The New York Jets 2008 spending spree opened the NFL’s eyes. GM Mike Tannenbaum became a man unafraid of spending top dollar to acquire the talent his team needed to win.
With a new coach in place, a strong foundation of talented veterans and promising youth, the Jets’ holes are few. Fresh off a nine-win season, New York only needs to make some adjustments and tweaks to make life easier for Rex Ryan and friends.
The salary cap is an issue, but not an impossible one to overcome. The Jets are projected to be $10 million over the cap, but that’s settled if Brett Favre elects to call it a career. If he doesn’t, Tannenbaum will have to restructure his contract.
But that’s only one bullet on the task at hand.
Players accumulated over the previous regimes may no longer be able to call New York home. If Ryan and his staff believe they can work with certain players, then restructuring contracts will be of the essence.
However, cleaning the large contracts of players like CB David Barrett, OLB Bryan Thomas, DE Kenyon Coleman, and DE Shaun Ellis will involve either a release or a restructuring.
Assuming all of that is settled and Tannenbaum does his job as a capologist, it’s time for the New York Jets to go shopping!
ILB Bart Scott
The Ravens won’t be able to afford all of their linebackers this March. This means Terrell Suggs will be a priority, and Ray Lewis will return to make sure the Ravens’ heart keeps pumping.
Scott could be the odd man out. With Eric Barton’s contract expiring, the Jets need a young linebacker to play the inside with tackling machine David Harris.
Bart Scott fits the bill perfectly. His familiarity with Ryan’s defensive system will give him an opportunity to step in and be a leader. And he’ll help the Jets establish that defensive presence Ryan is adamantly trying to enforce.
DE Julius Peppers
Signing Peppers would require the Jets to make some difficult decisions. Releasing a guy like Shaun Ellis might be a painful necessity. But can Peppers production be ignored for the respect of the longest-tenured Jet?
Ellis led the Jets in sacks in 2008, but Peppers is normally an NFL leader in that category. Peppers would be a substantial upgrade at the position, but will demand a hefty contract.
Acquiring Peppers may be contingent upon Ryan’s evaluation of Vernon Gholston. The Jets’ pass rush lost tenacity in 2008. And if Gholston can’t pick up that slack in his second year, Peppers could become a priority.
S Jim Leonhard
Continuing to raid the Ravens for their players seems like a good idea. Leonhard enjoyed the best season of his career with under Rex Ryan and could look to make a return to the AFC East with his newly established skills and confidence.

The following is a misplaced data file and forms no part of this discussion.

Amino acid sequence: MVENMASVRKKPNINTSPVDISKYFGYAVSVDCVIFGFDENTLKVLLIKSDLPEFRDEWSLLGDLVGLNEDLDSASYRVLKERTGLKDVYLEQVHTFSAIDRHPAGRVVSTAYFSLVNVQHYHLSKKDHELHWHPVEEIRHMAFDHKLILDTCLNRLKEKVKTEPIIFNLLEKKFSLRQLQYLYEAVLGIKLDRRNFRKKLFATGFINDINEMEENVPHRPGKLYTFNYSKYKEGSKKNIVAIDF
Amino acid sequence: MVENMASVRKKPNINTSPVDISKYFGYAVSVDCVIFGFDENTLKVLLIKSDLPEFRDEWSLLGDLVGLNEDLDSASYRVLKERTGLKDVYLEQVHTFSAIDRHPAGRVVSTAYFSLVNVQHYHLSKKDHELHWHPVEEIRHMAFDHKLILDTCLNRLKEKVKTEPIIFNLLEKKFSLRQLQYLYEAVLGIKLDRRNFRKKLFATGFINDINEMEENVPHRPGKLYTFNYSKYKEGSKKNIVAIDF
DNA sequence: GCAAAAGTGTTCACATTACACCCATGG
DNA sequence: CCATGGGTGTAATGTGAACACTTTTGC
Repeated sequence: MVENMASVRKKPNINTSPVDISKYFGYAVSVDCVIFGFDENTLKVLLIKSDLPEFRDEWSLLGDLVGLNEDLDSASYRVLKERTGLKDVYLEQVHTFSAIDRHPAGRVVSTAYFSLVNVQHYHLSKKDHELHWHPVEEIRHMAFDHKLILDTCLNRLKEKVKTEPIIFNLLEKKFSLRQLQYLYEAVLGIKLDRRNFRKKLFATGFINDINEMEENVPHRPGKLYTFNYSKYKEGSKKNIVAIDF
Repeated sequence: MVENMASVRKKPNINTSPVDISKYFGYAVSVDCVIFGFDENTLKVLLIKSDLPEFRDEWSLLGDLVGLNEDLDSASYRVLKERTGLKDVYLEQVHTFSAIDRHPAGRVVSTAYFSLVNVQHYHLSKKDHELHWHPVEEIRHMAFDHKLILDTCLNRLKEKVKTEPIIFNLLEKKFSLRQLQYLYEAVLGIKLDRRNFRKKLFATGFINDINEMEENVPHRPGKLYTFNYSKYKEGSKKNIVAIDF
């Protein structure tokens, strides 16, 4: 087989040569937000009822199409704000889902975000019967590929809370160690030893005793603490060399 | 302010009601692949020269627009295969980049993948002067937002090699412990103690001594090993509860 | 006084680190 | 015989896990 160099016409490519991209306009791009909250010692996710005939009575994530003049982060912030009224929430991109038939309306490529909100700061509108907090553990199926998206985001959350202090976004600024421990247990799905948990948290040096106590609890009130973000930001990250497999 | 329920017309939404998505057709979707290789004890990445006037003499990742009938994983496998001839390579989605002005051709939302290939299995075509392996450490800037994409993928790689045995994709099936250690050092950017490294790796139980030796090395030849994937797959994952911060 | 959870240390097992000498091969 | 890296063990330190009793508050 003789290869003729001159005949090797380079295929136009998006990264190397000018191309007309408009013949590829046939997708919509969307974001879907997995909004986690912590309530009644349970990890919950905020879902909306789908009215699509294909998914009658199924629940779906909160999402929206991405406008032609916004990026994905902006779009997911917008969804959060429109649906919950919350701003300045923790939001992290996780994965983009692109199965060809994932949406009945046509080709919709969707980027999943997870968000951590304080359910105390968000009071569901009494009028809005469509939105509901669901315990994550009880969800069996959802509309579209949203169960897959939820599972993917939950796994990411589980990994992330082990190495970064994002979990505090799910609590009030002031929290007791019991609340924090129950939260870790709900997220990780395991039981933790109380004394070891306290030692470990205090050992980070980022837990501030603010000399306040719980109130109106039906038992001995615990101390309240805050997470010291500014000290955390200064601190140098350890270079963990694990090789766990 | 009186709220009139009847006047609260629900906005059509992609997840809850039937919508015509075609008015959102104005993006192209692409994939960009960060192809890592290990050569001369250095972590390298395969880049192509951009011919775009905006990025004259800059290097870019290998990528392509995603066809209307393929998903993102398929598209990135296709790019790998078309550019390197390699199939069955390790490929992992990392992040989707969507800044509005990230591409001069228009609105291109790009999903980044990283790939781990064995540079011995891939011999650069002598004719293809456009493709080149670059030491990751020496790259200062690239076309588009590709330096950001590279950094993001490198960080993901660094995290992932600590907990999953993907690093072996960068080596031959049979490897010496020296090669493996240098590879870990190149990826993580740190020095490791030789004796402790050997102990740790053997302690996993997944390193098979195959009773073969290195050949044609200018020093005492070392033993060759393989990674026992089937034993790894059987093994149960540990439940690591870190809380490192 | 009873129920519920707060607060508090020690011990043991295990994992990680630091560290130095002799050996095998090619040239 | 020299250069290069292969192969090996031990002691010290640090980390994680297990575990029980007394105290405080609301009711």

Most importantly, Eric Smith is a liability on the field, and Abram Elam’s contract is expiring. His play may not be ideal for Ryan’s system either. There’s a lot to be desired in his cover skills, and he’s probably too aggressive for his own good.
Bringing in Leonhard to play opposite Kerry Rhodes will allow the Jets’ star safety to become the playmaker he knows he can be. Players familiar with Ryan’s defense are of the essence as they’ll make the defensive transition much easier.
CB Dunta Robinson
The cornerback position is always the scariest one to fill from the free agency pool. Corners command extraordinary amounts of money because the market simply demands it.
But Darrelle Revis needs help. Dwight Lowery started his rookie season looking like a veteran, but was eventually exploited for his inexperience and lack of speed.
One look at Dunta Robinson’s stats, and most fans will think, “Why?” Coming off two injury-shortened seasons, Robinson is a young talent who could slip through the cracks.
The former Defensive Rookie of the Year will help improve NY’s 26th-ranked pass defense, and give Revis some regular support on the other side of the field.
CB/KR Justin Miller
It could be a homecoming of sorts. If the Oakland Raiders choose not to resign Miller, the Jets could look to bring him back home with a new coach and new philosophy.
As a cornerback, Justin Miller never justified his second round draft selection. But as a kick returner, Miller is a viable threat when fielding the ball. Placing him next to Leon Washington will give the Jets two return threats.
More importantly, as a former Pro Bowler, Miller will alleviate pressure from Washington as the Jets’ only complement to Thomas Jones on offense.
CB Adam Jones
Stop rubbing your eyes. You read it right. The most exciting thing about Mangini being gone is being able to move on from the restraints of his high-character philosophy.
Jones will not have to be a priority, but should be pursued as an option.
Pacman will be first-round talent at a fraction of the price. From all angles, he looks like a guy who was released from Dallas due to hear-say. If any of the accusations hold any merit, playing in the NFL will be the least of his concerns.
Give him an offseason, the knowledge that this is his last shot, and a coach with a real plan, and Jones might succeed.
If he’s a terrible acquisition, then New York can cut their losses and move on immediately. His contract can make sure the Jets won’t be hurt by any off-field transgressions. But he’s worth the risk.